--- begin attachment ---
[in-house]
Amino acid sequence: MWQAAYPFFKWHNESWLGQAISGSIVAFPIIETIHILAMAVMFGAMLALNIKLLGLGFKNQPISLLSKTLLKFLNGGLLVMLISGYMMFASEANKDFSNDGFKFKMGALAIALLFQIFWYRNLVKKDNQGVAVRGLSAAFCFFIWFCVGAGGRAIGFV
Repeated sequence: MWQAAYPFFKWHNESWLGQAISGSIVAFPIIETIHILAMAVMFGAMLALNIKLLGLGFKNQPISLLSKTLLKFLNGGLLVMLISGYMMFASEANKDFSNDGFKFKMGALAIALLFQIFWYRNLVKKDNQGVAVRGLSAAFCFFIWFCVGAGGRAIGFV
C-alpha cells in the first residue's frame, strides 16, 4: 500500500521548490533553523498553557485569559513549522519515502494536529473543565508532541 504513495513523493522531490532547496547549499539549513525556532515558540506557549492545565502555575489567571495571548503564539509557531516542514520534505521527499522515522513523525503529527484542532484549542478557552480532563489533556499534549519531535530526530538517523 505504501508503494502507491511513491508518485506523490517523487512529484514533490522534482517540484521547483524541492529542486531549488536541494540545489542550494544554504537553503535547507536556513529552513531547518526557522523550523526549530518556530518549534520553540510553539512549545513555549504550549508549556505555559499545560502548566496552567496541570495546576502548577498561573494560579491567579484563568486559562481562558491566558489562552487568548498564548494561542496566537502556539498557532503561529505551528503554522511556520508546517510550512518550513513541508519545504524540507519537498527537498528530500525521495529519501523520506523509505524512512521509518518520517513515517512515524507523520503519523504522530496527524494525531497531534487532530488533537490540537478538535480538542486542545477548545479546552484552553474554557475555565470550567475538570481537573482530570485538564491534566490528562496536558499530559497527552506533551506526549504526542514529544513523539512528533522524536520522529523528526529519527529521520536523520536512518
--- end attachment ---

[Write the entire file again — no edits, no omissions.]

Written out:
[in-house]
Amino acid sequence: MWQAAYPFFKWHNESWLGQAISGSIVAFPIIETIHILAMAVMFGAMLALNIKLLGLGFKNQPISLLSKTLLKFLNGGLLVMLISGYMMFASEANKDFSNDGFKFKMGALAIALLFQIFWYRNLVKKDNQGVAVRGLSAAFCFFIWFCVGAGGRAIGFV
Repeated sequence: MWQAAYPFFKWHNESWLGQAISGSIVAFPIIETIHILAMAVMFGAMLALNIKLLGLGFKNQPISLLSKTLLKFLNGGLLVMLISGYMMFASEANKDFSNDGFKFKMGALAIALLFQIFWYRNLVKKDNQGVAVRGLSAAFCFFIWFCVGAGGRAIGFV
C-alpha cells in the first residue's frame, strides 16, 4: 500500500521548490533553523498553557485569559513549522519515502494536529473543565508532541 504513495513523493522531490532547496547549499539549513525556532515558540506557549492545565502555575489567571495571548503564539509557531516542514520534505521527499522515522513523525503529527484542532484549542478557552480532563489533556499534549519531535530526530538517523 505504501508503494502507491511513491508518485506523490517523487512529484514533490522534482517540484521547483524541492529542486531549488536541494540545489542550494544554504537553503535547507536556513529552513531547518526557522523550523526549530518556530518549534520553540510553539512549545513555549504550549508549556505555559499545560502548566496552567496541570495546576502548577498561573494560579491567579484563568486559562481562558491566558489562552487568548498564548494561542496566537502556539498557532503561529505551528503554522511556520508546517510550512518550513513541508519545504524540507519537498527537498528530500525521495529519501523520506523509505524512512521509518518520517513515517512515524507523520503519523504522530496527524494525531497531534487532530488533537490540537478538535480538542486542545477548545479546552484552553474554557475555565470550567475538570481537573482530570485538564491534566490528562496536558499530559497527552506533551506526549504526542514529544513523539512528533522524536520522529523528526529519527529521520536523520536512518